The Creative Industry Remains An Integral African Resource


At the recently concluded Africa Union CEO Roundtable Conference, convened under the theme “Leveraging the African Union Agenda 2063 for Trade and Investments in Africa” – creative innovators took center stage as they displayed how and why they are critical in the sustainable development of the African continent.

This was elucidated during the ‘Investing in Non-traditional Sectors – Tourism, Creative Industry, and Fashion’ Session, on day 2 of the AU led the gathering at Expo 2020 Dubai.

The culture and creative economy are not seen as a traditionally invest worthy space, although it contributes more than 2.5 trillion dollars annually.

This is an industry that has potential in terms of revenue and job creation. A sector that employs the largest number of youth between the ages of 15-30 and when you look at the African continental youth dividend, this is a space we cannot keep on the sides any longer.

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This Roundtable Conference was in line with Agenda 2063, which defines what African people aspire for by the year 2063, among which is their aspirations for an integrated continent of Transformed, Inclusive and Sustainable Economies.

When we speak of Trade and Investments in Africa, we must also be intentional in including the creative economy in such conversations, because this has been amongst our many leading exports. Music, for example, has been leading global charts for decades and this new generation has redefined the art of sound for the entire globe, rubber stamping the continent’s creative authority as a commodity.

So, art cannot be a sideshow anymore. We need to invest in it and empower the next generation in a space they are excelling at. This will help build the Africa we all want.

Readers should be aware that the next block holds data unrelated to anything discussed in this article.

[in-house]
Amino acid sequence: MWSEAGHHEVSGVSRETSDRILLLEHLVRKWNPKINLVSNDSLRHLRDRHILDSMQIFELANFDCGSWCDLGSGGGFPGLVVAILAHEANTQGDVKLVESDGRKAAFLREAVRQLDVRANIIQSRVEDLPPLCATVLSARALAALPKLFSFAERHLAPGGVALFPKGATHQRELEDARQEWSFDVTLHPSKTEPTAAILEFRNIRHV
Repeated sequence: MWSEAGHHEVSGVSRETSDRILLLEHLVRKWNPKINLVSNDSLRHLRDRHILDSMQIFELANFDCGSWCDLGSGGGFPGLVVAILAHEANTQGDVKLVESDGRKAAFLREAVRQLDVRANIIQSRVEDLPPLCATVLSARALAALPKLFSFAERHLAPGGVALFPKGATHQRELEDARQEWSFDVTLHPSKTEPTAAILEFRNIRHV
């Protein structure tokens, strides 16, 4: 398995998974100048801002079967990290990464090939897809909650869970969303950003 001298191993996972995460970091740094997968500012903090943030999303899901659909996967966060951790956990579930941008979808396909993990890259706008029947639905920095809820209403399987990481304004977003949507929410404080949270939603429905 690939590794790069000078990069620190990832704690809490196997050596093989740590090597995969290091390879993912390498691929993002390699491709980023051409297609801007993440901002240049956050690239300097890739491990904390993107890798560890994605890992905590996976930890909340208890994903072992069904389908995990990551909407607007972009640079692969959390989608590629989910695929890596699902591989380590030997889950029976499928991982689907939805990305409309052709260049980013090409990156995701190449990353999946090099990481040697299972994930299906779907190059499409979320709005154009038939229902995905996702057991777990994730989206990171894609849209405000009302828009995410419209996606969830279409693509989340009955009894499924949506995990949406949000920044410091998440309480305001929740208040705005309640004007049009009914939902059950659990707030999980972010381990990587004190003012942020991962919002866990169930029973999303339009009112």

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To see growth in the space, the narrative needs to change both local and international.

The usual conversations on the creative economy usually focus on the creation itself, but to grow the creative economy, we have to change the language and narrative around it.

We need to talk about it from an investment point of view because it is incredibly important for the African renaissance and cultural preservation as well as the build of Africa by Agenda 2063.

The current generation of young Africans is connected, tech optimistic, and entrepreneurial; which can boost even further the creative industry.

Africa is the world’s youngest continent with a median age of only 18 years old. The majority of them employ creative tools to empower and participate in the economic activities of member states, many of these within the culture and creative space.

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Africa has at least 400 companies with annual revenues exceeding $1 billion, with another 700 firms generating over $500 million a year, in diverse sectors and are globally competitive.

As the tide turns, many of these economic giants will be replaced by creative organizations, led by our women and youth, and thus this conversation needs to have been a part of what would traditionally exclude creatives. This change in conference design, allows us to build a more inclusive and sustainable Africa for the future.

By Tylo Mil